When all of these forces for institutional change are set in the pressure cooker environment in which Taiwan finds itself today, one has a highly volatile situation in which moderation and predictability become the optimum scenario,, not the norm.

A second destabilizing factor is the uncert ainty of Beijing's continued patience on reunification. Some influential Chinese on the mainland believe that reunification can await the next generation; others feel that the matter should be pushed hard in the immediate

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future because the best h ope for reconciliation rests with Deng Xiaoping and Chiang Ching-kuo; still others say that reunification must occur by the end of this decade or the next. Officially, the PRC stresses "the need for China to reunify peacefully at an earlier date." A great deal seems to hinge on the viability of the Hong Kong Model--a verdict which is still in question.

All of us understand that a change in the PRC leadership may result in a different policy on Taiwan. But I feel the greater danger is that the PRC may be mi scalculating the situation on Taiwan. Beijing's leaders seem to have concluded that Taipei will negotiate only when it is forced to do so.

But the opposite may be the case. one of the principal reasons Taipei adheres to its policy of "no contact, no negotiation, and no compromise" is that Taiwan feels it cannot afford to negotiate from a position of weakness.

Perhaps by design, perhaps because of misconceptions, the two sides are talking different negotiation languages. The PRC believes it has to maneuver Taiwan into a corner where it will have no choice but to negotiate. But the more Beijing pressures Taipei, the more the people of Taiwan distrust the intentions of the PRC and the more willing they are to risk extreme solutions to their security problems .

A third source of possible destabilization is the Soviet Union. Moscow is very interested in the Taiwan issue for at least two reasons. First, if the United States does not live u p to its commitments to Taiwan, Moscow can undermine the credibility of the U.S. security'commitments to aapan, South Korea, and ASEAN. And second, if the Taiwan issue gets out of hand, it can undermine Sino-American relations. Taiwan's strategic location and the threat to the U.S. bases in the Philippines ensure that Moscow will pay close attention to this issue.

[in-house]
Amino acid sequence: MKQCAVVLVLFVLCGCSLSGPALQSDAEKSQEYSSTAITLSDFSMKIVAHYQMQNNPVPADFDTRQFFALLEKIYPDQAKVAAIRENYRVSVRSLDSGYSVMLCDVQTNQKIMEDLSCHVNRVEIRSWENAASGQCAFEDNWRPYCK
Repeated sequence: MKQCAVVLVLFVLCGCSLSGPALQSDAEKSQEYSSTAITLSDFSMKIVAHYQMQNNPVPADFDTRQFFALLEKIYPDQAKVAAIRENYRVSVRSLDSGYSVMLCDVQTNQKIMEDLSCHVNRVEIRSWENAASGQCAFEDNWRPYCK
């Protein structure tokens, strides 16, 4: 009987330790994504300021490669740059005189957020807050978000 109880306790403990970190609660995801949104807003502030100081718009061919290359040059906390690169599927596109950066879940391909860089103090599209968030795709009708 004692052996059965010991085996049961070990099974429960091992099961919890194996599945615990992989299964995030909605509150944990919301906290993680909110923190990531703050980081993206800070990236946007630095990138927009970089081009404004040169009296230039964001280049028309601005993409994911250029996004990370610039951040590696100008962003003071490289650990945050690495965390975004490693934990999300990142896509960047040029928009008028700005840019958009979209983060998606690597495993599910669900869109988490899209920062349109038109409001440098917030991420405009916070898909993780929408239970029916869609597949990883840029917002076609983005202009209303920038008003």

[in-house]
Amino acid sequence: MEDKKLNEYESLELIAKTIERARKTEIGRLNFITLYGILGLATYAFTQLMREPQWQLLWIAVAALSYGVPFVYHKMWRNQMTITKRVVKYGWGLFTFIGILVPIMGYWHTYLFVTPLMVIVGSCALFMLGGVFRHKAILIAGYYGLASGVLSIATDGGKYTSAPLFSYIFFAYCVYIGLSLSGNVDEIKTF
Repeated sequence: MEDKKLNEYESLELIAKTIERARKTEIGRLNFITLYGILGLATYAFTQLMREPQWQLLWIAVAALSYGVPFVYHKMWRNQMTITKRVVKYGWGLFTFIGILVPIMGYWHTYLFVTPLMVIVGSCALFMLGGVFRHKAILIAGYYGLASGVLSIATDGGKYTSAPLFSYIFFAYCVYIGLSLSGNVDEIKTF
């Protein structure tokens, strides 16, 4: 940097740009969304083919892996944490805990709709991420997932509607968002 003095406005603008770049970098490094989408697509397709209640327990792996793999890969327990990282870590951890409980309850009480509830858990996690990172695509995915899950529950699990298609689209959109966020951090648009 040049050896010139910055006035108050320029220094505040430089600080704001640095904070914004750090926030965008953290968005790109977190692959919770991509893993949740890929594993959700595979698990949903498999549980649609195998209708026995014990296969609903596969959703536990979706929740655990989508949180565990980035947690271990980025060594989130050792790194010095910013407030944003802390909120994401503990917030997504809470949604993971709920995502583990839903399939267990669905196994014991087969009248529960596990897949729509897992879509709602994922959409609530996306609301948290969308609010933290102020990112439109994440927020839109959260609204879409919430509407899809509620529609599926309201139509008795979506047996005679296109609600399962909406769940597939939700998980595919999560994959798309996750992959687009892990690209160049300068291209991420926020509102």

A final source of possible destabilization comes from the United States itself. Obviously, a new Administration could weaken the U.S.. commitmen t to Taiwan. But my current concern is with two developments emerging in U.S. China policy. The first is the temptation to become involved prematurely in China's reunification. If a reconciliation is to occur in the future, both sides will turn to the Uni t ed States to play some sort of role as mediator or guarantor. But that role should come after joint invitation, not by intervention on the part of Washington or in response to a request solely from the PRC. If the United States starts nudging Taiwan towar d reunification this time, it would cause severe political, social, and economic disruption on the island.

The second potentially disruptive element of U.S. policy is the growing arms sales relationship between the United States and China.

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The problem is not military cooperation per se,, because even a token relationship complicates Soviet planning, but rather the sale to Beijing of weapons which could have an adverse psychological impact on the people of Taiwan or tip the qualitatJve edge in the Taiw an Straits to the mainland's favor.

A case in point is the pending sale of-advanced avionics to the PRC for their P-8 interceptor. The purpose of the sale is to give the PRC an all-weather fighter to intercept Soviet bombers. But these enhanced fighters mi ght also be used to shoot down Taiwan's ground attack fighters as well. To me, such high technology sales to the PRC Air Force crosses a dangerous threshold. Such sales also generate political pressure from Congress to sell the P-20 to Taiwan.

Washington exercises tremendous influence on the Taiwan issue. How we exercise that influence could well determine the future of Taiwan. As long as we follow a policy similar to the one now in effect, our role will be constructive. Briefly stated, that policy is (1) To recognize the government of the PRC as the sole legal government of China; (2) To acknowledge the Chinese position that Taiwan is part of China; (3) To interpret the August 17 Communique in a way consistent with the Taiwan Relations Act; (4) To regard the Taiwan issue as a matter for the Chinese people, on both sides of the Taiwan Strait, to resolve themselves; and (5) To make clear to both Chinese governmdnts that we have an abiding interest and concern that the resolution be peaceful.

The greatest pro of of the wisdom of this policy is that it is supported by both Republicans and Democrats, conservatives and liberals. if this policy is pursued with a sense of equity and responsibility, then the Taiwan security issue will continue to be managed in a way consistent with U.S., PRC, and Taiwan interests.